All this is clear enough, and takes up the first quarter of the book. The rest of the book is an application of the framework, alternated with a fleshing out of the framework, shot through with ascribing all blame to the Right and trumpeting the moral and political purity of the Left. We begin with a claim that Republican gatekeepers failed miserably, and repeatedly, in the great moral challenge of their lives, by permitting Donald Trump to be nominated. They should never have allowed him to enter the primaries; they should have made him lose the primaries; and they should have ensured he lost the election. Why? Well, because he failed the filter the authors offer, of course. At this point, the reader realizes their entire framework is set up around Trump, or rather, around a left-wing vision of how Trump behaves. He “questioned the legitimacy of the electoral process” when he “made the unprecedented suggestion that he might not accept the results of the 2016 election.” He denied the legitimacy of his opponents by countenancing “birtherism” and suggesting that Hillary Clinton’s criminal activities made her a criminal. He “tolerated and encouraged violence” by his statements about people disrupting his rallies, and his supporters are just like Mussolini’s Blackshirts. He showed “a readiness to curtail the civil liberties of rivals and critics,” again by wanting Hillary Clinton’s criminal activities treated as criminal activities, and by calling the media dishonest, suggesting libel laws should be loosened. The authors then helpfully reprint their initial table-format framework, bolding all the areas where, they say, Trump failed. And good, approved, housebroken Republicans failed most of all, by not aggressively working to elect Hillary Clinton, as they should have, as proven by the authors’ irrefutable and totally neutral framework.
Having set up the point of the book, Levitsky and Ziblatt pull back the camera to analyze supposed analogues abroad, in places where democracy has allegedly eroded more than in America. We start with Alberto Fujimori, and Hugo Chávez is mentioned (he serves as a foil in this book, to show that the authors have found a leftist regime they claim not to like), but mostly we get with a discussion of “referees.” The authors mean “various agencies with the authority to investigate and punish wrongdoing by both public officials and private citizens,” including “the judicial system, law enforcement bodies, and intelligence, tax, and regulatory agencies.” “In democracies, such institutions are designed to serve as neutral arbiters.” If a politician controls the referees, that is, he can get away with things he should not be able to get away with. By this Levitsky and Ziblatt do not mean Barack Obama’s subversion of the rule of law or the FBI and the Justice Department being turned into a bludgeon against Republicans. Oh no. They mean men like Viktor Orbán in Hungary, who dare to replace “civil servants and other nonpartisan officials and replace them with loyalists.”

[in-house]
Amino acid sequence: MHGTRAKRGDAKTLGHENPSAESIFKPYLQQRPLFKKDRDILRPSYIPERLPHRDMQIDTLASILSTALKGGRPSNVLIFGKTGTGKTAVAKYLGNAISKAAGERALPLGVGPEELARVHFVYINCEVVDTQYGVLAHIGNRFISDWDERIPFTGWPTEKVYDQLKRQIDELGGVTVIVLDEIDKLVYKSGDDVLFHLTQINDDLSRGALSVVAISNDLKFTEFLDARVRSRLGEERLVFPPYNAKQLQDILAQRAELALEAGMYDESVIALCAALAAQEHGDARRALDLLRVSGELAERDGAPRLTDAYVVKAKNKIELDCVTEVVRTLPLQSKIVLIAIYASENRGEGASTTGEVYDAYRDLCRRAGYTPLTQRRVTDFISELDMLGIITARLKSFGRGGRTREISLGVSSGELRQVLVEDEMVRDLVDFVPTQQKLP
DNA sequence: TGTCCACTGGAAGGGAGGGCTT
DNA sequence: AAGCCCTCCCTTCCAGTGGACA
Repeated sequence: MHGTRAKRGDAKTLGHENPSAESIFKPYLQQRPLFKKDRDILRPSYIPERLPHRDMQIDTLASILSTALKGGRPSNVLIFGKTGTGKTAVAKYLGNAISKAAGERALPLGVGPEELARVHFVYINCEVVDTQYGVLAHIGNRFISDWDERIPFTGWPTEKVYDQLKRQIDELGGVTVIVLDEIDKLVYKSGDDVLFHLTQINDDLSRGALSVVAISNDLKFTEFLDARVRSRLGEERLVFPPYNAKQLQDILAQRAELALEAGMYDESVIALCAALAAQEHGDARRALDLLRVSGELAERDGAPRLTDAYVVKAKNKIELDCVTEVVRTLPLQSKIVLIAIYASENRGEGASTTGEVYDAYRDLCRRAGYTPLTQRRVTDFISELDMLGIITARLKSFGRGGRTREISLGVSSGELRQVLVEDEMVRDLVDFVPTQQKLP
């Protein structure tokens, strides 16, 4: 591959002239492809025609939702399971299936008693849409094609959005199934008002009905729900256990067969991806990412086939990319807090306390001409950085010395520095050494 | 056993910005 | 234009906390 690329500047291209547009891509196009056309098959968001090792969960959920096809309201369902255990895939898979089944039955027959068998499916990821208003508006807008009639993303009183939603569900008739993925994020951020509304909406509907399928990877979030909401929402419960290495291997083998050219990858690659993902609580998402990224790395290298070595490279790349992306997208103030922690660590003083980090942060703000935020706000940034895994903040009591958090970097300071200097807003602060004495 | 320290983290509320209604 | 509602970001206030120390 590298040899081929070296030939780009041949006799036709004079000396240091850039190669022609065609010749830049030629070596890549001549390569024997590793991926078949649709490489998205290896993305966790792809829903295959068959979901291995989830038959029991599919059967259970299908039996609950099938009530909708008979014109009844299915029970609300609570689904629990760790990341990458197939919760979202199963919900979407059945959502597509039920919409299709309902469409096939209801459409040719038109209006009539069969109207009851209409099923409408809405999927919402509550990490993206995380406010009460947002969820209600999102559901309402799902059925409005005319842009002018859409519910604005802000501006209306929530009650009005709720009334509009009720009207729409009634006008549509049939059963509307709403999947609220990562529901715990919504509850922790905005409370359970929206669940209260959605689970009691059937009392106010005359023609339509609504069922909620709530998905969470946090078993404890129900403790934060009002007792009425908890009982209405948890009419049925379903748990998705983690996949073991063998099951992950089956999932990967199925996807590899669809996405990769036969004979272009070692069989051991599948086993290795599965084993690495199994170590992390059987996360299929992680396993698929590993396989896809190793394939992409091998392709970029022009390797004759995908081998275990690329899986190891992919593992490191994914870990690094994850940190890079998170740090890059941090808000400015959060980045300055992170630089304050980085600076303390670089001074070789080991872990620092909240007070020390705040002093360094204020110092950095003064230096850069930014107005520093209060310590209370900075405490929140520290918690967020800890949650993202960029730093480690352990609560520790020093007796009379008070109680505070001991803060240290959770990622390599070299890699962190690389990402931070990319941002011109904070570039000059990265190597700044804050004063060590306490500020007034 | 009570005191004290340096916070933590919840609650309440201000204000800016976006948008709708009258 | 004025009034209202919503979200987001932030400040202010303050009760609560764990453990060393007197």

This is the crux of this book’s cluelessness. The authors appear to actually imagine that the referees, the civil servants, the employees of the federal government, who are a left-wing monolith, voting and donating 90+% to the Democratic Party, are “neutral.” They think the American press, also utterly dominated by the Left, is “neutral.” They think that the (formerly) Communist-dominated judiciary in Hungary and Poland is “neutral.” For the authors, dominance by the Left is natural and immutable, and any attempt by voters to elect people who erode the dominance of the Left is an “attack on democracy.” What they mean by democracy, in other words, is merely a permanent global stranglehold by the Left on power. Erosion of the Left’s power is therefore ipso facto erosion of democracy. There are thus two keys to all the analysis in "How Democracies Die." The first is that anybody in power who is on the Left is “neutral” and “professional.” The second is that anytime government, the press, business, or any other organ of influence is dominated by the Left, it’s awesome, tasty, full democracy. Through this prism, you can see that any power the Right has is always biased, unprofessional, and the opposite of tasty democracy. Similarly, any bad behavior by the Left (e.g., illegally weaponizing the IRS or the judiciary system to suppress conservative groups and votes) is irrelevant and not worth mention. Once you have those keys, you can write the rest of the book yourself. Though why you would want to so beclown yourself, I don’t know.
Doubtless seeing the transparency of their bias, though never acknowledging it in any way, the authors next try to insulate themselves by crying “Hitler!” and talking about suppression of the black vote in the South (by Democrats, historically, but never mind). We get talk about how the Nazis destroyed the Prussian Rechtsaat. We get talk about the Spanish Civil War, how the parties there failed to recognize that “our political rivals are decent, patriotic, law-abiding citizens,” and bad things resulted. Levitsky and Ziblatt alternate between calling for civility and comity, and excoriating anyone who doesn’t work actively for Left hegemony as a racist and Nazi. Necessarily, therefore, by “decent and patriotic” Republicans, the authors mean exclusively those Republicans who work as “gatekeepers.” Which is to say, those who work elect Democrats or liberal Republicans who don’t contest Left hegemony. All others must be excluded from political life no matter how many votes they get. And let’s not forget that John McCain, now praised by liberals, when he was actually running for President was slandered as a hateful racist and disgusting human being. This supposed view by the Left of some Republicans as decent and patriotic is never, ever, in the present tense unless such Republicans are actively assisting the Left. The reader gets bored.